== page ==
Photo credit: Dave Mangels/Getty

Kobe Bryant rang in the New York Stock Exchange yesterday and unveiled his new career: heading up a $100 million venture capital fund. Along with Jeff Stibel—a former CEO—the creatively named Bryant Stibel will invest in “technology, media and data companies.” Apparently, the fund will succeed because Bryant can uniquely identify “entrepreneurs with a robust work ethic,” and apparently that’s what makes a business financially successful.


Mr. Bryant, who is known for his painstaking preparation and training, said he also brings the ability to identify entrepreneurs with a robust work ethic.

“Sometimes you can spot it right away, other times not so much,” said Mr. Bryant. “It’s the inner belief that a person has that he will endure no matter what the obstacle may be. It’s that persistence, the entrepreneur doing what he or she truly believes in and truly loves to do.”

Among other investments—including in Derek Jeter’s press release publishing service—Bryant has already invested in Juicero, a company that has so far raised over $90 million to manufacture home juicers that cost $700 and require a $5-to-$7 proprietary packet to make a single glass of juice.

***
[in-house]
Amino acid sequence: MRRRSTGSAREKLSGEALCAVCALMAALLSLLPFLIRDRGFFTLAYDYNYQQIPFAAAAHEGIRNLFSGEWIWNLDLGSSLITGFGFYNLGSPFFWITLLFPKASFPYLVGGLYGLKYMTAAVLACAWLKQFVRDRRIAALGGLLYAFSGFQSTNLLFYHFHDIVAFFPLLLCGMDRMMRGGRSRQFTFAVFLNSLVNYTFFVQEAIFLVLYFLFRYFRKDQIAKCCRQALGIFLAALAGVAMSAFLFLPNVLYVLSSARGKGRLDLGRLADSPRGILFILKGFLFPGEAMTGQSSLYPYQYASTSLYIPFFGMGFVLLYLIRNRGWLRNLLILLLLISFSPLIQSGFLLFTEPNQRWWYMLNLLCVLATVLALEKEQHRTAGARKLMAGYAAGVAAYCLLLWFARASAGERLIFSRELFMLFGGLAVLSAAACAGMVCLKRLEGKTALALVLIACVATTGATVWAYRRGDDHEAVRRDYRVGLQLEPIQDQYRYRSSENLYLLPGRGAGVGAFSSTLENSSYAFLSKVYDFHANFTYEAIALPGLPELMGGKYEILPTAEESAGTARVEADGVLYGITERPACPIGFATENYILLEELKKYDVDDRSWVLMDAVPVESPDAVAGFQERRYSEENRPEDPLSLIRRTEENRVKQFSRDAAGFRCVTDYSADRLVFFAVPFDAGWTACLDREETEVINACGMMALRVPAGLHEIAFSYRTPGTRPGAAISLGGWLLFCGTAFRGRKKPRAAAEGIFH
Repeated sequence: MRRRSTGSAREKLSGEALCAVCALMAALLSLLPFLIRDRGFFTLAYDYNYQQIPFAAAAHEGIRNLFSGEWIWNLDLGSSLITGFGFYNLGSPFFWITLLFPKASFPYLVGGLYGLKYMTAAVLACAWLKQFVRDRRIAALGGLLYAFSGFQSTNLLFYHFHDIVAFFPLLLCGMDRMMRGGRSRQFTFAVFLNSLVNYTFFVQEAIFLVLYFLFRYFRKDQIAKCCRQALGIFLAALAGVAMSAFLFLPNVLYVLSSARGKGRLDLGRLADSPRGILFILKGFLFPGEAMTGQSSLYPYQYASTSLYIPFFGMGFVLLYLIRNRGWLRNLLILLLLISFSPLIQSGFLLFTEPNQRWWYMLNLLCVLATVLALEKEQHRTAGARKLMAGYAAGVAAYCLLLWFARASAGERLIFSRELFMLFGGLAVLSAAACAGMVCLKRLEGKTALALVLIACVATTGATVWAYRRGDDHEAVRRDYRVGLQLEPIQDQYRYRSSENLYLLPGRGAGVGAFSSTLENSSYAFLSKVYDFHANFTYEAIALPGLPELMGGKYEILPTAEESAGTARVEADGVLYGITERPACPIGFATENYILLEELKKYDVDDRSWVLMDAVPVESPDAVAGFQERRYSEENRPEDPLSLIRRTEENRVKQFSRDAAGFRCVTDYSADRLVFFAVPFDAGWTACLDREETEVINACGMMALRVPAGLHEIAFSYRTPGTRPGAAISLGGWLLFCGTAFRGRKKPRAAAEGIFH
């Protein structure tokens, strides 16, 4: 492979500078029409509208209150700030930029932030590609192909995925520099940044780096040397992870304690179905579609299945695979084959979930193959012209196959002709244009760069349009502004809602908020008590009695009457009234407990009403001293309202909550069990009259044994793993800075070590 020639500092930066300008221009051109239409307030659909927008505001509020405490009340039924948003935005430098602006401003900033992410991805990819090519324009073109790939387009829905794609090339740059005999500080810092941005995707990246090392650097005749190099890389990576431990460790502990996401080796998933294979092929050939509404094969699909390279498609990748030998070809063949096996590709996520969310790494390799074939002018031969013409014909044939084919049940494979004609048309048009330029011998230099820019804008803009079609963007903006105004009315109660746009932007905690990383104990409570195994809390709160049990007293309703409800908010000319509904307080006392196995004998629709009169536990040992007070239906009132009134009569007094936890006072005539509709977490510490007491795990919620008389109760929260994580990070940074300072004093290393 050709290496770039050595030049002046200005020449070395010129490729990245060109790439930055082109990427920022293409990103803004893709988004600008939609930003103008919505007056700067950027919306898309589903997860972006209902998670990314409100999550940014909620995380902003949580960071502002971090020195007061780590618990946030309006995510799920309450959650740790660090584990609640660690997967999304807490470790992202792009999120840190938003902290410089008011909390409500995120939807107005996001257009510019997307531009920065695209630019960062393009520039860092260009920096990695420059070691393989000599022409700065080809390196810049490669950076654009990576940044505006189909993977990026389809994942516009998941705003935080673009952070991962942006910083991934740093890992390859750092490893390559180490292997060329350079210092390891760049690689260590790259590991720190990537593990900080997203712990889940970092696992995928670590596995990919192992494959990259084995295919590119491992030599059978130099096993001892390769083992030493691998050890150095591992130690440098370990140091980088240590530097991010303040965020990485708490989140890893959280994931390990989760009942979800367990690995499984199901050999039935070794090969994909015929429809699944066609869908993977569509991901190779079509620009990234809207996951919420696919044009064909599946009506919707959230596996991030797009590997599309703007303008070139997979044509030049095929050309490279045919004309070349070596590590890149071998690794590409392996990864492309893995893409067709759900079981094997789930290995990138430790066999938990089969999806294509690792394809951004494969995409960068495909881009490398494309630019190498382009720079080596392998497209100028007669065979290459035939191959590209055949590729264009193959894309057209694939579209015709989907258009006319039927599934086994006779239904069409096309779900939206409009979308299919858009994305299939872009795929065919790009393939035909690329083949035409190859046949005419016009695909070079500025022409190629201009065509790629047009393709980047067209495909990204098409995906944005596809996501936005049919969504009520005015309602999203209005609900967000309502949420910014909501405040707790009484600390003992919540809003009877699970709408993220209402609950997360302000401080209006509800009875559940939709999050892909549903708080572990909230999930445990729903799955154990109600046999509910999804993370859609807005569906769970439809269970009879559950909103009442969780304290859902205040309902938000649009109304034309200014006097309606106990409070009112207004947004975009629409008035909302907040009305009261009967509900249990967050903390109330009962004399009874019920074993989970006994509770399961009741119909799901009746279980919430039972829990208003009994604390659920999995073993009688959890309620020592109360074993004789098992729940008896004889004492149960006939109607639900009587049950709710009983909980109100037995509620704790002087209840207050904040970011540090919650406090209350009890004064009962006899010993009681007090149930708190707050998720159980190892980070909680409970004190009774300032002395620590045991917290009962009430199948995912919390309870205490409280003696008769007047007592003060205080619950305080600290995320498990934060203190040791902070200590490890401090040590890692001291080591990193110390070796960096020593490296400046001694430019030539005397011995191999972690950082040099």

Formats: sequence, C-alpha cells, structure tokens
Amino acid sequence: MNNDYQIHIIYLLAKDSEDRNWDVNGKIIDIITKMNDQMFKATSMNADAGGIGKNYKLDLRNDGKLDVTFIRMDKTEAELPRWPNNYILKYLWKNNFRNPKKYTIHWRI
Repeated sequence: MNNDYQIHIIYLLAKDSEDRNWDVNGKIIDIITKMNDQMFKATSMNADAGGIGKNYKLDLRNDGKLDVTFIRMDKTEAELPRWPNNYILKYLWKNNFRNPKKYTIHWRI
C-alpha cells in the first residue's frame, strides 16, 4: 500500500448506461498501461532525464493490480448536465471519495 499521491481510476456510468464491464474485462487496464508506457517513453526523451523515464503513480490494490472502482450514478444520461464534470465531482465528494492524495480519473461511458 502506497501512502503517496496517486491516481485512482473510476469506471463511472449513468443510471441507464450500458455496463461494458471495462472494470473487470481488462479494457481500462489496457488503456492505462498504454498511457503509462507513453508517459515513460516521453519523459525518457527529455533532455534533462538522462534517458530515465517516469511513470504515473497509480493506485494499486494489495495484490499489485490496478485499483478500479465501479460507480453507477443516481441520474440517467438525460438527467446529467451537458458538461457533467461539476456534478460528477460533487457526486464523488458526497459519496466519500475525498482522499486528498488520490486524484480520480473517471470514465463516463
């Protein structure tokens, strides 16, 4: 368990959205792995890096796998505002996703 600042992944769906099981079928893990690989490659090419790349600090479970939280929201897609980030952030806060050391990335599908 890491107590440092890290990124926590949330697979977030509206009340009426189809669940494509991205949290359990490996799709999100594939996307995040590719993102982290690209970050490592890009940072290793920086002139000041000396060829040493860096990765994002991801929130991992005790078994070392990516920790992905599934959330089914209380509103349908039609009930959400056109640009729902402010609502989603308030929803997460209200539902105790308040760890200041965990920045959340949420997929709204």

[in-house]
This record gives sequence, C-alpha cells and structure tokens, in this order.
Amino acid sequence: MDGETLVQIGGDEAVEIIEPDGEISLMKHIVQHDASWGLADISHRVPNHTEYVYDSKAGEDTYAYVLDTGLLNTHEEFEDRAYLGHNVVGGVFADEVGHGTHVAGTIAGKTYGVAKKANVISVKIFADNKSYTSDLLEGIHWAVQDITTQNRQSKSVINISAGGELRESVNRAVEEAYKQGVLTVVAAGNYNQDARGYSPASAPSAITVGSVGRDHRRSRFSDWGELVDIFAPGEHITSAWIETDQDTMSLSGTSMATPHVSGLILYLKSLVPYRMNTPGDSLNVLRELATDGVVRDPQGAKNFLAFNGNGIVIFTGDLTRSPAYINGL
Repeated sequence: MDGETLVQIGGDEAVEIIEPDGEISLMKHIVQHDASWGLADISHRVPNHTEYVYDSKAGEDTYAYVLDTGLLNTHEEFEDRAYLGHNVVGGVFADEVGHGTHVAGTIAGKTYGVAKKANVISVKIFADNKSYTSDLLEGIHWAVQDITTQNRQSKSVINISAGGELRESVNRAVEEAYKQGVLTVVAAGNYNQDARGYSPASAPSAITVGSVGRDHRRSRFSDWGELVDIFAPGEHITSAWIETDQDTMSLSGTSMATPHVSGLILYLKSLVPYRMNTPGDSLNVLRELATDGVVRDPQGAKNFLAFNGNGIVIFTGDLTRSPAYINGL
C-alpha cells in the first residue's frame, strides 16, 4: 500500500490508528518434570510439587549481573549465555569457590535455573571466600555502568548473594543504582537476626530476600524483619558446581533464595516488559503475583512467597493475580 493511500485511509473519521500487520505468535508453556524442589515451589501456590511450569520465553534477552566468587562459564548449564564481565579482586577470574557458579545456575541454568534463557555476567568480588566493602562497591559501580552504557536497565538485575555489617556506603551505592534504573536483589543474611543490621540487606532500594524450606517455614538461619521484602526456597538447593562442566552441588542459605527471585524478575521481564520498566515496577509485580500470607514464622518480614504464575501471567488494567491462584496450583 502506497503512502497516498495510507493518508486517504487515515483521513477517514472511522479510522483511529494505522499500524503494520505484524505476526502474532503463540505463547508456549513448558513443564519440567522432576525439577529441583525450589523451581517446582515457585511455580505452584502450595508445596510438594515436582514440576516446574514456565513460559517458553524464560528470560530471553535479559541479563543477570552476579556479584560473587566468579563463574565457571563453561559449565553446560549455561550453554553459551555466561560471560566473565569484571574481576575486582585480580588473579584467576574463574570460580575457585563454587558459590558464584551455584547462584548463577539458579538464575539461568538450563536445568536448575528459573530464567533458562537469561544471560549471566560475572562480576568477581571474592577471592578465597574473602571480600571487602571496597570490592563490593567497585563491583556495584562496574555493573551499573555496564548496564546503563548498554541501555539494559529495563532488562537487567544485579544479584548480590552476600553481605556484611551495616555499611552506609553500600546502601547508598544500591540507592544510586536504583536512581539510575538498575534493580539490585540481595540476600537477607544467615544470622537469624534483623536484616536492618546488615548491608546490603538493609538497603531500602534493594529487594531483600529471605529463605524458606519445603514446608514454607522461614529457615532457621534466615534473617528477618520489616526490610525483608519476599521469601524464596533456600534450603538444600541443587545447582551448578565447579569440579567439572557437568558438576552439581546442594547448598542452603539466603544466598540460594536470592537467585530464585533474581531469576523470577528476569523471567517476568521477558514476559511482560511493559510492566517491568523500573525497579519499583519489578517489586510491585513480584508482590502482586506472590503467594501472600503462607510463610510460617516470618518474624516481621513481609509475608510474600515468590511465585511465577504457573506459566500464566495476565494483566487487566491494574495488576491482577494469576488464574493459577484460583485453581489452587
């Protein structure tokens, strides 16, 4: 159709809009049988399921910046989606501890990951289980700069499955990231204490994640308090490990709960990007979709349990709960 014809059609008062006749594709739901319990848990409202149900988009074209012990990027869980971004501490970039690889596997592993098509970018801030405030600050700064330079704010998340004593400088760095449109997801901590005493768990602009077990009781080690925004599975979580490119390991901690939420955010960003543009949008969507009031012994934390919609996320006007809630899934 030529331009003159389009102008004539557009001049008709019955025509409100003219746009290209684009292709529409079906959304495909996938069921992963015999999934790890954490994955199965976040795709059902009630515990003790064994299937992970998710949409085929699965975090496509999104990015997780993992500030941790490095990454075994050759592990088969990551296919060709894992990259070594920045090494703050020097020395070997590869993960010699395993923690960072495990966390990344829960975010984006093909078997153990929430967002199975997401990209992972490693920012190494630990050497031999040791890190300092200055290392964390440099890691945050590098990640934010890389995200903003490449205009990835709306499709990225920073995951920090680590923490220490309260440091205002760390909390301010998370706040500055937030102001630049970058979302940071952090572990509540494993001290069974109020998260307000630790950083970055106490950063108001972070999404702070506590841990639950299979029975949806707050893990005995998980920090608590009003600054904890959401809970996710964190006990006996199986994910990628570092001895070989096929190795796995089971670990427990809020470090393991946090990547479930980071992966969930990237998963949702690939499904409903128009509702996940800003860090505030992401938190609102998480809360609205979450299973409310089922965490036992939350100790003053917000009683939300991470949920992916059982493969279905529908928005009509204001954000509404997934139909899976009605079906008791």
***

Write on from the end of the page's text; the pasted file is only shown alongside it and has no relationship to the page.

Bryant might be the basketball player investing most heavily in tech, but he’s far from the first. Andre Iguodala hosts tech summits, attends TechCrunch, and spent his summer palling around Silicon Valley; Steph Curry invested in something called Slyce, which allows users to “manage every aspect of content distribution to your talent partners through one easy to use platform”; Carmelo Anthony is a partner in M7 Tech Partners, which has invested in 20 companies; Shaquille O’Neal famously owns pre-IPO Google stock.


The back drop of NBA players investing in tech, of course, is the fact that most players soon go broke: 60 percent within five years of retirement, according to the best piece on the subject. Kobe Bryant: Venture Capitalist is a title that comes with a glossy shine, but the games VCs play are really no less risky than more classic versions of athletes investing poorly. Venture capital funds are high-risk by design, hoping for huge returns on the next Facebook or WhatsApp to offset the vast majority of what are losing investments.

Actually, they’re not unlike Kobe Bryant’s shot-selection in that way.